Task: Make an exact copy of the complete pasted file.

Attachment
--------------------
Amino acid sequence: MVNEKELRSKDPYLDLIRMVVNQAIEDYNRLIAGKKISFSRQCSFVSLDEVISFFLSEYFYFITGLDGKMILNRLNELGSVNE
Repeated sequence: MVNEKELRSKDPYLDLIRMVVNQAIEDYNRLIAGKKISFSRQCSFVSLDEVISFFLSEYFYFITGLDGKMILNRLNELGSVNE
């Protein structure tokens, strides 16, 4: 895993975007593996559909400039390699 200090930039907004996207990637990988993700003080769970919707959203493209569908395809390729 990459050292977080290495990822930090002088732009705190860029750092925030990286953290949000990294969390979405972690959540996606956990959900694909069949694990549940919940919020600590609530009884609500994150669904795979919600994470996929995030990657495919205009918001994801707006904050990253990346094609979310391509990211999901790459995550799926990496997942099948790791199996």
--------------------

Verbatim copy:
Amino acid sequence: MVNEKELRSKDPYLDLIRMVVNQAIEDYNRLIAGKKISFSRQCSFVSLDEVISFFLSEYFYFITGLDGKMILNRLNELGSVNE
Repeated sequence: MVNEKELRSKDPYLDLIRMVVNQAIEDYNRLIAGKKISFSRQCSFVSLDEVISFFLSEYFYFITGLDGKMILNRLNELGSVNE
């Protein structure tokens, strides 16, 4: 895993975007593996559909400039390699 200090930039907004996207990637990988993700003080769970919707959203493209569908395809390729 990459050292977080290495990822930090002088732009705190860029750092925030990286953290949000990294969390979405972690959540996606956990959900694909069949694990549940919940919020600590609530009884609500994150669904795979919600994470996929995030990657495919205009918001994801707006904050990253990346094609979310391509990211999901790459995550799926990496997942099948790791199996």